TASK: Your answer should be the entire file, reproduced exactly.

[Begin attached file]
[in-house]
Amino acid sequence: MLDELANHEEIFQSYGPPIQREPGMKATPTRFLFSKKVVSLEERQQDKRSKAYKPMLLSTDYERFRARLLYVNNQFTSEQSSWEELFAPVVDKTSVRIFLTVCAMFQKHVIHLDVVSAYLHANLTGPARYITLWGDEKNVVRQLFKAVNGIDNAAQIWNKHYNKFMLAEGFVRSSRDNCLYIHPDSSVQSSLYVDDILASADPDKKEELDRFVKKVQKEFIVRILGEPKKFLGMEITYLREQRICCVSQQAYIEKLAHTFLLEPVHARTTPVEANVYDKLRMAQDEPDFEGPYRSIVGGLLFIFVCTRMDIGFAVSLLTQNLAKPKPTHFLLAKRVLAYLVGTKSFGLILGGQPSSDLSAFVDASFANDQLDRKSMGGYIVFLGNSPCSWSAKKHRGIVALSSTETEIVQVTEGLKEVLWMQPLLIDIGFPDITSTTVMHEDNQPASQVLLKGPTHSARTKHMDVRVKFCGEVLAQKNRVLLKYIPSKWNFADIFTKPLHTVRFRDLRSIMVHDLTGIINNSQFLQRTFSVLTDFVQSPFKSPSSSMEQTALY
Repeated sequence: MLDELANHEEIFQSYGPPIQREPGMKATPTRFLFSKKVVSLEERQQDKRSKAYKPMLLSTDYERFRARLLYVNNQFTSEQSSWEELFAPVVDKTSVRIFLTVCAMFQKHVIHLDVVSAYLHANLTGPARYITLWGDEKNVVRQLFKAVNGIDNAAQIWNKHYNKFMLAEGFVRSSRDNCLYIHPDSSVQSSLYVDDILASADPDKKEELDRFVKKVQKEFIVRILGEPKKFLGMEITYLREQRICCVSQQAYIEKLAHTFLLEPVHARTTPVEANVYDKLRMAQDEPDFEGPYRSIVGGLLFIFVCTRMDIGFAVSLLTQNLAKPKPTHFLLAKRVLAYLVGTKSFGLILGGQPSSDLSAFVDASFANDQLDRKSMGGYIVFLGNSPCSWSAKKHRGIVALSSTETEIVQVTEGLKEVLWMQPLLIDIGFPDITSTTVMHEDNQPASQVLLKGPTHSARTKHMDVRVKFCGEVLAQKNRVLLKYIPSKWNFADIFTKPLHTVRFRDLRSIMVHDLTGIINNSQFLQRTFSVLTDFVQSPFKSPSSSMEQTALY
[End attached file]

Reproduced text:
[in-house]
Amino acid sequence: MLDELANHEEIFQSYGPPIQREPGMKATPTRFLFSKKVVSLEERQQDKRSKAYKPMLLSTDYERFRARLLYVNNQFTSEQSSWEELFAPVVDKTSVRIFLTVCAMFQKHVIHLDVVSAYLHANLTGPARYITLWGDEKNVVRQLFKAVNGIDNAAQIWNKHYNKFMLAEGFVRSSRDNCLYIHPDSSVQSSLYVDDILASADPDKKEELDRFVKKVQKEFIVRILGEPKKFLGMEITYLREQRICCVSQQAYIEKLAHTFLLEPVHARTTPVEANVYDKLRMAQDEPDFEGPYRSIVGGLLFIFVCTRMDIGFAVSLLTQNLAKPKPTHFLLAKRVLAYLVGTKSFGLILGGQPSSDLSAFVDASFANDQLDRKSMGGYIVFLGNSPCSWSAKKHRGIVALSSTETEIVQVTEGLKEVLWMQPLLIDIGFPDITSTTVMHEDNQPASQVLLKGPTHSARTKHMDVRVKFCGEVLAQKNRVLLKYIPSKWNFADIFTKPLHTVRFRDLRSIMVHDLTGIINNSQFLQRTFSVLTDFVQSPFKSPSSSMEQTALY
Repeated sequence: MLDELANHEEIFQSYGPPIQREPGMKATPTRFLFSKKVVSLEERQQDKRSKAYKPMLLSTDYERFRARLLYVNNQFTSEQSSWEELFAPVVDKTSVRIFLTVCAMFQKHVIHLDVVSAYLHANLTGPARYITLWGDEKNVVRQLFKAVNGIDNAAQIWNKHYNKFMLAEGFVRSSRDNCLYIHPDSSVQSSLYVDDILASADPDKKEELDRFVKKVQKEFIVRILGEPKKFLGMEITYLREQRICCVSQQAYIEKLAHTFLLEPVHARTTPVEANVYDKLRMAQDEPDFEGPYRSIVGGLLFIFVCTRMDIGFAVSLLTQNLAKPKPTHFLLAKRVLAYLVGTKSFGLILGGQPSSDLSAFVDASFANDQLDRKSMGGYIVFLGNSPCSWSAKKHRGIVALSSTETEIVQVTEGLKEVLWMQPLLIDIGFPDITSTTVMHEDNQPASQVLLKGPTHSARTKHMDVRVKFCGEVLAQKNRVLLKYIPSKWNFADIFTKPLHTVRFRDLRSIMVHDLTGIINNSQFLQRTFSVLTDFVQSPFKSPSSSMEQTALY